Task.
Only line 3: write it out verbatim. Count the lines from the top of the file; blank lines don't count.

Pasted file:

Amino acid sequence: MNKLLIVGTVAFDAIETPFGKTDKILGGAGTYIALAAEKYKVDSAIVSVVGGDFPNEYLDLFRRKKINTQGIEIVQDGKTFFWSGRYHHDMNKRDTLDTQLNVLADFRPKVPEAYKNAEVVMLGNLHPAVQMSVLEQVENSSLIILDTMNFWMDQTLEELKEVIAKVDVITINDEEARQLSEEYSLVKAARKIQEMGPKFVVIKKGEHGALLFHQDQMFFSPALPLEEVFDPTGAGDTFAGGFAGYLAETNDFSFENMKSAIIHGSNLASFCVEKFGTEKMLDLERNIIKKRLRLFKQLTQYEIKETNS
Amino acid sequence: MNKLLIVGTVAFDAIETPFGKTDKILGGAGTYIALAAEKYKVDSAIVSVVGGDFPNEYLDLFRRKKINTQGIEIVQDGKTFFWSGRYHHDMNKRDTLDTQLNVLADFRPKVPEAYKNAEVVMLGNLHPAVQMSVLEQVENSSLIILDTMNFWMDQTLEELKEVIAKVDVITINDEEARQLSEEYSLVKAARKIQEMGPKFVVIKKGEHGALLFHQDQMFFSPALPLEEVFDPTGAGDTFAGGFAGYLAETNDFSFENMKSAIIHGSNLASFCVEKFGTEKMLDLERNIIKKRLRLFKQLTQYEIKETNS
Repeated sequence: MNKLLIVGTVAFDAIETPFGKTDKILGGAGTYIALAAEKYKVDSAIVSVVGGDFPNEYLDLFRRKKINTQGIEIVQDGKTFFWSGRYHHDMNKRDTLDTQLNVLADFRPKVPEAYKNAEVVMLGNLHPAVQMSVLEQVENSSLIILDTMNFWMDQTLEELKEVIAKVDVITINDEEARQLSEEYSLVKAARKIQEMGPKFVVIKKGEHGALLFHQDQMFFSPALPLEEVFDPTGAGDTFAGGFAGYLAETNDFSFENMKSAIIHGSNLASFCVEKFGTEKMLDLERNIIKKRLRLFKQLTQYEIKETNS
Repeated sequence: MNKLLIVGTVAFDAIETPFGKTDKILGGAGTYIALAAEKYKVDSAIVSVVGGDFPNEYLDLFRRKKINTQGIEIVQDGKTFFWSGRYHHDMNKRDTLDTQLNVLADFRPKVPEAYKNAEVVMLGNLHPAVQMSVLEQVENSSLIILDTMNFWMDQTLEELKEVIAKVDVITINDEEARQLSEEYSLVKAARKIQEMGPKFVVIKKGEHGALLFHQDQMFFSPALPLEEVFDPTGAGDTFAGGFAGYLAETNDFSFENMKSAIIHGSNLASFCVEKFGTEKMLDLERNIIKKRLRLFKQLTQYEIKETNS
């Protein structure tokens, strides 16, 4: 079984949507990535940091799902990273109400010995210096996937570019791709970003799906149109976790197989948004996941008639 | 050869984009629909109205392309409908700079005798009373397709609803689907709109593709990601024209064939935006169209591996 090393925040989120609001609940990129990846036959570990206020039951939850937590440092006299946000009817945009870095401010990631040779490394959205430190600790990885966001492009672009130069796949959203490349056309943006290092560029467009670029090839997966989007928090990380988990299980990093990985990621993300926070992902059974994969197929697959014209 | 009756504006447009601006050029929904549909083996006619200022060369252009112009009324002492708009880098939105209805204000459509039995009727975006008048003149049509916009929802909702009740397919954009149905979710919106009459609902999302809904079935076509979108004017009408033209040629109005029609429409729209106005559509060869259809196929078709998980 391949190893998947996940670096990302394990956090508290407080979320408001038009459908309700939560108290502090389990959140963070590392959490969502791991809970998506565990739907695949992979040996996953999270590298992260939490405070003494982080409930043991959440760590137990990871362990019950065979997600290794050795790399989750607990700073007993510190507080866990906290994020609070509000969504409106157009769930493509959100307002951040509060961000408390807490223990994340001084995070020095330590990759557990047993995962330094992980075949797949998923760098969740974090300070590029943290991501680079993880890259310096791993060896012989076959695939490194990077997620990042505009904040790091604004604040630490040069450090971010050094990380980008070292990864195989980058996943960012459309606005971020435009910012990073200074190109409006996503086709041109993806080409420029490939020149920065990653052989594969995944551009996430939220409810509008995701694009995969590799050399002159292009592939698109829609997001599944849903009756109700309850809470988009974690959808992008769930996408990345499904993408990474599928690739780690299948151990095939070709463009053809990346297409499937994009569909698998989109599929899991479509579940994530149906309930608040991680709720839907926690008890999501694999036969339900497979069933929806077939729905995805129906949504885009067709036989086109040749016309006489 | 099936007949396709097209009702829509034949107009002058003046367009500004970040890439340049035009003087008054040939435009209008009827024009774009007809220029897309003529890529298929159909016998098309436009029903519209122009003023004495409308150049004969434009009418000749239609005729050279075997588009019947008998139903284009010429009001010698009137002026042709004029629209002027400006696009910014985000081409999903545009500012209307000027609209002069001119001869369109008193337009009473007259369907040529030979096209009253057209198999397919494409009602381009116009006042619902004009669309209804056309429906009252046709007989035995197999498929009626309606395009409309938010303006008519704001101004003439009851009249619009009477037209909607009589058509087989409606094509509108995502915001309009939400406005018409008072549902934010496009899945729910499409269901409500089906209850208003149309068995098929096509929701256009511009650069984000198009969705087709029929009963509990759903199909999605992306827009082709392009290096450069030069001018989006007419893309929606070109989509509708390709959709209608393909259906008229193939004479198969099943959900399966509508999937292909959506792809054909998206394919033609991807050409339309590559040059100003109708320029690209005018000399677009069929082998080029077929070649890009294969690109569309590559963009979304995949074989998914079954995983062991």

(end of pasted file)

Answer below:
Repeated sequence: MNKLLIVGTVAFDAIETPFGKTDKILGGAGTYIALAAEKYKVDSAIVSVVGGDFPNEYLDLFRRKKINTQGIEIVQDGKTFFWSGRYHHDMNKRDTLDTQLNVLADFRPKVPEAYKNAEVVMLGNLHPAVQMSVLEQVENSSLIILDTMNFWMDQTLEELKEVIAKVDVITINDEEARQLSEEYSLVKAARKIQEMGPKFVVIKKGEHGALLFHQDQMFFSPALPLEEVFDPTGAGDTFAGGFAGYLAETNDFSFENMKSAIIHGSNLASFCVEKFGTEKMLDLERNIIKKRLRLFKQLTQYEIKETNS